Gwendolyn Brooks

Gwendolyn Brooks Poems

Gwendolyn Brooks was a highly influential poet and the first Black author to win the Pulitzer Prize. She was also one of the most widely-read poets of the 20th century, penning poems like the mother,’ ‘We Real Cool,’ and The Bean Eaters.’ She wrote more than 20 books of poetry during her lifetime. She passed away in 2000. Read more about Gwendolyn Brooks.


by Gwendolyn Brooks

‘Riot’ by Gwendolyn Brooks is a poem that illustrates the dissonance that exists between the privileged and those who are driven to desperation to riot.

This powerful poem by Gwendolyn Brooks serves as her perception of a moment of immense turmoil. Written after the assassination of Martin Luther King Jr., it provides a visceral look at the racist indifference that sits at the heart of the many ways Black Americans have been oppressed and vilified. It takes on the voice and point of view of a racist man of privilege and should be considered one of her best poems.

John Cabot, out of Wilma, once a Wycliffe,

all whitebluerose below his golden hair,

wrapped richly in right linen and right wool,

almost forgot his Jaguar and Lake Bluff;

Primer for Blacks

by Gwendolyn Brooks

‘Primer For Blacks’ by Gwendolyn Brooks speaks on the necessity of accepting one’s black heritage and a possible unified future for all black people.

This piece is considered a significant and powerful poem in the body of Gwendolyn Brooks' work. It speaks to the experiences and struggles of Black people in America and celebrates their resilience and bravery in the face of oppression.


is a title,

is a preoccupation,

is a commitment Blacks

The Blackstone Rangers

by Gwendolyn Brooks

‘The Blackstone Rangers’ by Gwendolyn Brooks is a stunning poem that plunges earnestly into the daily life of the group in order to uncover some truth about its purpose and necessity.

This poem by Gwendolyn Brooks ranks amongst some of the poet's most incisive and visceral works; it is one that is representative of her ability to capture all the complexity that goes into creating a truthful portrait of Black experiences. The poem is uncompromising in its portrayal of the Blackstone Rangers, and this makes for a heart-rendering experience for the reader as well.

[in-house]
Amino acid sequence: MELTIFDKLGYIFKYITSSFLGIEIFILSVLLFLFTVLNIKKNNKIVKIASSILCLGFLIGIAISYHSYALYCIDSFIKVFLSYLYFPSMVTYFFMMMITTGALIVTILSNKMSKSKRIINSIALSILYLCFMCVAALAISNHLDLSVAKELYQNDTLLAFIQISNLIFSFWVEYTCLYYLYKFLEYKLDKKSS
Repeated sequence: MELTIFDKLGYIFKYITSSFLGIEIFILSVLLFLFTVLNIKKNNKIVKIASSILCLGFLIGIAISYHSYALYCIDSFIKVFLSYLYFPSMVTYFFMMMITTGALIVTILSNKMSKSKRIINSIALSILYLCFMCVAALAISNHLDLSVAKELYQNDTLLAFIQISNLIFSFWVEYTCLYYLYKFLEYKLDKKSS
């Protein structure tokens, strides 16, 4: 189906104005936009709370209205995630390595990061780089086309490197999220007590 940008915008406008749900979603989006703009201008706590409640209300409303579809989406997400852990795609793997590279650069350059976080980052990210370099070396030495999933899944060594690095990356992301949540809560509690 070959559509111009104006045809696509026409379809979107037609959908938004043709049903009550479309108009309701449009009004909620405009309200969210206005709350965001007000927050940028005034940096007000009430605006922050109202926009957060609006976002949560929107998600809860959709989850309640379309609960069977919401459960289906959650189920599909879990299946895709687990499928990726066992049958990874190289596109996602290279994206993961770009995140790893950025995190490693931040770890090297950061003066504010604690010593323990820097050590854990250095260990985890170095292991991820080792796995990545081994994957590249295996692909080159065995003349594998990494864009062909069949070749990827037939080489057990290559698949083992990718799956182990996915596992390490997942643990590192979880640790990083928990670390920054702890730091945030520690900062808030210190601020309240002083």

There they are.

Thirty at the corner.

Black, raw, ready.

Sores in the city

The Lovers of the Poor

by Gwendolyn Brooks

Gwendolyn Brooks’ scathing critique exposes Ladies’ insincere charity, highlighting social inequality and privilege.

This poem is a good representative of Gwendolyn Brooks' poetry. It exhibits several characteristics commonly found in her work, such as a keen focus on social issues, a critical examination of societal inequality, and the use of powerful imagery and language to convey her message. Brooks was known for her ability to critique societal norms and expose the struggles of marginalized communities, and this poem exemplifies those themes in a skillful and impactful manner.

arrive. The Ladies from the Ladies’ Betterment League

Arrive in the afternoon, the late light slanting

In diluted gold bars across the boulevard brag

Explore more poems from Gwendolyn Brooks

the sonnet-ballad

by Gwendolyn Brooks

‘the sonnet-ballad’ appears in the poetry collection “Annie Allen” by Gwendolyn Brooks. This poem centers on the theme of horror and the pity of war.

To a Dark Girl

by Gwendolyn Brooks

‘To a Dark Girl’ by Gwendolyn Bennett is a moving and inspiring poem that seeks to uplift Black girls and women and remind them of their beauty and strength. 

We Real Cool

by Gwendolyn Brooks

‘We Real Cool’ by Gwendolyn Brooks describes the lives of seven pool players who lurk in the night, don’t go to school and plan on dying soon.